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Shielding your practice against cyber-attacks

Cybercrime is on the rise in South Africa, costing members of the public R2.2 billion a year. Increasingly, healthcare providers are being attacked due to their rich databases containing patients’ health and banking information. To mitigate this, private practices are now turning to cyber liability to protect themselves from data breaches and ransomware.

Last year South Africa experienced a surge in cyber-attacks. Credit bureau Experian grabbed headlines with its massive data breach which exposed the personal details of 24 million South Africans. Other big organisations to be targeted by hackers have included a hospital group, a bank and a metropolitan municipality.

Taking advantage of COVID

What happened to Life Healthcare isn’t isolated. Hackers are taking advantage of the COVID-19 situation to extract people’s personal information for their own malicious purposes, and the latest international trends in cybercrime are now reaching our continent.

As hackers accelerate their attack, healthcare practices will need to improve their data security, especially now that so many employees are working from home. They will also need to rethink their cyber liability, is the advice of industry experts.

Cyber liability and POPI

The need to invest in cyber liability is made more urgent by the Protection of Personal Information Act (POPIA), which will be enacted from 1 July 2021. This law will bring SA up to date with other privacy legislation, such as Europe’s General Data Protection Regulation (GDPR).

Both POPIA and GDPR emphasise the need to protect personal client data from loss, damage or unlawful access. The onus is on healthcare practices to implement reasonable technical and organisational measures to ensure the protection of their patients’ details. This involves identifying all internal and external risks, establishing the necessary safeguards and frequently updating them as new risks emerge.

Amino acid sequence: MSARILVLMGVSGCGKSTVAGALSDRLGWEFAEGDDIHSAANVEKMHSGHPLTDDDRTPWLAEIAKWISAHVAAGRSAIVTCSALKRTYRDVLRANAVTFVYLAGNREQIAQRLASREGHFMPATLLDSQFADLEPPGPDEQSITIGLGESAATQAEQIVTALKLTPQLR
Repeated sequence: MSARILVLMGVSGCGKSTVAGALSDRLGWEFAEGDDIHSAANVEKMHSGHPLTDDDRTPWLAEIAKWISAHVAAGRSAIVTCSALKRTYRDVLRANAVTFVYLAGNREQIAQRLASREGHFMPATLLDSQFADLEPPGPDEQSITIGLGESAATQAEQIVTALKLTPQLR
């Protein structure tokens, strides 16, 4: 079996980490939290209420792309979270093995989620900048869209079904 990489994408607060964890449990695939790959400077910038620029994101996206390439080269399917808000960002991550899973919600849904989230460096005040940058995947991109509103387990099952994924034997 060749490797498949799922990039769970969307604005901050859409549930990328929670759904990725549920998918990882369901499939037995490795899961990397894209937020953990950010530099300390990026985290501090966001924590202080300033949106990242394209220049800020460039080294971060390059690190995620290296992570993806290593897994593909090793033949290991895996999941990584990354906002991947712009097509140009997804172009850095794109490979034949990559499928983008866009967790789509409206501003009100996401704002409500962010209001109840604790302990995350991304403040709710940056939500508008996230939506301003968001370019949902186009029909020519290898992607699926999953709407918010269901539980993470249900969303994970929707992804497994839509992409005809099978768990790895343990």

Smaller isn’t necessarily safer

Just because a practice is smaller doesn’t mean it won’t be targeted for hacking. It is true that the larger the practice, the greater the risk and the more a cyber liability policy will cost. But smaller practices are often more vulnerable because they’re mainly focused on treating patients, not ensuring they have the latest security measures in place.

Cyber criminals love targeting healthcare organisations because their databases contain patient names, birth dates, addresses, ID numbers, banking details and medical aid information. Often smaller practices don’t encrypt their patients’ information, so even if a laptop is stolen, it’s a potential data breach. Other practices are under the false impression that data storage is the responsibility of their electronic health record (EHR) systems provider, so they’re not liable if anything goes missing or gets hacked. This is simply not true.

Beware of back-door access to information

The more data is exchanged between practices, medical aids, hospitals and labs, the more vulnerable it becomes to cyber-attacks. Practices need to realise that even if they are not directly targeted, they can still be liable for data lost by a vendor or third party.

Doctors should aim to work together with third parties like labs and hospitals to keep their patients’ data secure. It’s a shared responsibility; you each have a duty to keep it safe.

Get the best cover you can afford

While cyber liability is covered by most malpractice insurance policies, its usually limited and contains exceptions. It is therefore a good idea to go for a comprehensive cyber liability policy that covers hiring IT experts to fix any data breach, paying a ransom to free hijacked data, compensation for loss of income from downtime or patients leaving the practice, hiring a PR firm to handle bad publicity and hiring attorneys to deal with lawsuits filed by patients, as well as any damages awarded.

The cost of your policy would depend on the size of your business, with an entry-level figure being around R2 000. Cyber insurance may seem like an unnecessary extra expense, especially as doctors already pay such high indemnity fees, but not having it isn’t worth the risk. The last thing you want to have to think about when you’ve been hit by a cyber-attack is how you’re going to afford to pay for it to be fixed.